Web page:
Back to Nature (Published on TBNWeekly.com - Nov. 11, 2005)
A garden visitor so colorful and bright
 
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Photo by Karen Mitchell Tremmel
The obscure birdwing grasshopper catches a sunbeam and warms the dew upon her back.
We had a visitor to the garden. She was holding on fast to a bright red stalk of flowers. My first thoughts were National Geographic style images of mass infestation and of a once lush landscape that quickly turns into a devastating, lifeless, leafless brown. Biblical visions of Sunday school lessons tweaked my interest over this uninvited guest.

I took a closer look while wondering, are you going to eat my garden? Are you going to destroy the reds, yellows and blues and turn them lifeless brown?

She seemed innocent enough. There was no evidence of destruction nearby. She was just catching a sunbeam, warming the dew upon her back.

Now if I was an old farmer like my father and uncles she would have quickly met with her demise, but to a nature writer she caught my eye. I decided as long as she was living in peace with me, I would live in peace with her. The identity of my unusual guest was later discovered or (for lack of a positive ID) my best guess is: Schistocerca obscura (Fabricius) or more familiarly known as the obscure birdwing grasshopper.

Grasshoppers are found throughout North America. Although we commonly associate all species of grasshoppers with massive damage, this is a misconception. Out of more than 600 species of grasshoppers occurring in the United States, the differential, twostriped, and redlegged grasshoppers are among the most troublesome species that forage.

This problem is almost indigenous to the Midwest. This group of grasshoppers destroys at least $80 million worth of forage crops per year in this country. According to North Carolina Extension Office statistics: An infestation of seven or eight adult grasshoppers per square meter consumes as much forage on a four hectare lot as one cow!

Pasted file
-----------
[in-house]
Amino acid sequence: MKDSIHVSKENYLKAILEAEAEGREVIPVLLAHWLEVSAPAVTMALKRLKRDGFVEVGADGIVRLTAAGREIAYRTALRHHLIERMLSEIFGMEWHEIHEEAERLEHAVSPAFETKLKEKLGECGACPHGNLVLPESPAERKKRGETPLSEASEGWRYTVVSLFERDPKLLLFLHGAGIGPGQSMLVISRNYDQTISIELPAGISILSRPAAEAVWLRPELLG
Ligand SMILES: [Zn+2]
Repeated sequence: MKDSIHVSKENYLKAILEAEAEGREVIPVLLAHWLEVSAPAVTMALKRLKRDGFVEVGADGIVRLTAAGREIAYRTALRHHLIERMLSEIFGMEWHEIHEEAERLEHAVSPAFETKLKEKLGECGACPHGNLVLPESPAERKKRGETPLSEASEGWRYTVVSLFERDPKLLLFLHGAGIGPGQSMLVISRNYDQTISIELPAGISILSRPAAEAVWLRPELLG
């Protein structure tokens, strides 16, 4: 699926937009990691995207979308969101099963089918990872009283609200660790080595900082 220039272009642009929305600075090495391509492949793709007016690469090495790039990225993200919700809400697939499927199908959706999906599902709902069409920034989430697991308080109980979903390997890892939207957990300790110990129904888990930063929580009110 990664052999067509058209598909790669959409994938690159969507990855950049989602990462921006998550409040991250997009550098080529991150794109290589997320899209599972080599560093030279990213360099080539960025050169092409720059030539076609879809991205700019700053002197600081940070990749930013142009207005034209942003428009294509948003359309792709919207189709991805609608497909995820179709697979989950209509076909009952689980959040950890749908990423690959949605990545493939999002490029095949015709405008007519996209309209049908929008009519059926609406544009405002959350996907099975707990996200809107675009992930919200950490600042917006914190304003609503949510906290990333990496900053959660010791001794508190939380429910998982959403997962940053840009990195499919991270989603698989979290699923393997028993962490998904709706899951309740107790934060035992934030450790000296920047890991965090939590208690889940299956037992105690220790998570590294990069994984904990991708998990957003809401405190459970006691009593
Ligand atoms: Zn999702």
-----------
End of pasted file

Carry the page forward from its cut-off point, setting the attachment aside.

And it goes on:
But NCE noted that most grasshopper populations in other areas do not warrant control unless there are populations of five medium to large grasshoppers or eight small grasshoppers found on pasture crops.

Many grasshopper species overwinter their eggs in the soil. The eggs hatch in April, May or June. These nymphs feed and grow from 35 to 50 days molting five to six times during this period. Mature grasshoppers mate and then feed on crop plants.

The grasshopper is quite a lovely insect presenting in many bright colors and patterns. Some have patterned wings, some have stripes. Their bright colors warn predators that they taste terrible. If we didn’t associate this insect with mass devastation and human hunger, we might reconsider it to be among those beauty pageant insects such as, butterflies and dragonflies.

Considering out of 600 species of grasshoppers there are only a couple of species that are devastatingly destructive, perhaps we should put the lowly grasshopper on our “watch” list.

There is a wonderful book, “Grasshoppers of Florida (Invertebrates of Florida),” by John L. Capinera, Clay W. Scherer, Jason M. Squitier. This book will certainly intrigue you, as well, possibly spawn a brand new hobby.

First we had bird watching, then came butterfly watching and dragonfly watching. How about grasshopper watching? My new visitor is welcome. Life is always full of new discoveries when back to nature.

Karen can be reached at MyMuddyPawsStudio@gmail.com.

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